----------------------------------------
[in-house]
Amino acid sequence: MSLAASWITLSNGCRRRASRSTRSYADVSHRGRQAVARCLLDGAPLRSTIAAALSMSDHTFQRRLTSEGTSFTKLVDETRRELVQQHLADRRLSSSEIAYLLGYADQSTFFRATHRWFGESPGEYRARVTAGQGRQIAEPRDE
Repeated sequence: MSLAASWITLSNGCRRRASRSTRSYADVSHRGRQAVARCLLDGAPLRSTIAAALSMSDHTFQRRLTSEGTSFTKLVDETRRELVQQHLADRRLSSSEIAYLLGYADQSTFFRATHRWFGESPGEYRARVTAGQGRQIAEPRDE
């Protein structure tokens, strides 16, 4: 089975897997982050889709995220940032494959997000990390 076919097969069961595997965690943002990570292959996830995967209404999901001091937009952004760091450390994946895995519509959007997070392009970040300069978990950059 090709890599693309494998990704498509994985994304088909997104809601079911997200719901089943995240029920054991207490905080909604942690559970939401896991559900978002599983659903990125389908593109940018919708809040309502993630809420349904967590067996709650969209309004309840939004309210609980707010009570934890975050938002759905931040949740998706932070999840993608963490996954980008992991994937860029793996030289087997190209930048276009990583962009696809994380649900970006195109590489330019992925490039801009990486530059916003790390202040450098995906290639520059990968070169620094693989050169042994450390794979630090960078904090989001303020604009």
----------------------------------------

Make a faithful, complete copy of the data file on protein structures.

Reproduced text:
[in-house]
Amino acid sequence: MSLAASWITLSNGCRRRASRSTRSYADVSHRGRQAVARCLLDGAPLRSTIAAALSMSDHTFQRRLTSEGTSFTKLVDETRRELVQQHLADRRLSSSEIAYLLGYADQSTFFRATHRWFGESPGEYRARVTAGQGRQIAEPRDE
Repeated sequence: MSLAASWITLSNGCRRRASRSTRSYADVSHRGRQAVARCLLDGAPLRSTIAAALSMSDHTFQRRLTSEGTSFTKLVDETRRELVQQHLADRRLSSSEIAYLLGYADQSTFFRATHRWFGESPGEYRARVTAGQGRQIAEPRDE
């Protein structure tokens, strides 16, 4: 089975897997982050889709995220940032494959997000990390 076919097969069961595997965690943002990570292959996830995967209404999901001091937009952004760091450390994946895995519509959007997070392009970040300069978990950059 090709890599693309494998990704498509994985994304088909997104809601079911997200719901089943995240029920054991207490905080909604942690559970939401896991559900978002599983659903990125389908593109940018919708809040309502993630809420349904967590067996709650969209309004309840939004309210609980707010009570934890975050938002759905931040949740998706932070999840993608963490996954980008992991994937860029793996030289087997190209930048276009990583962009696809994380649900970006195109590489330019992925490039801009990486530059916003790390202040450098995906290639520059990968070169620094693989050169042994450390794979630090960078904090989001303020604009």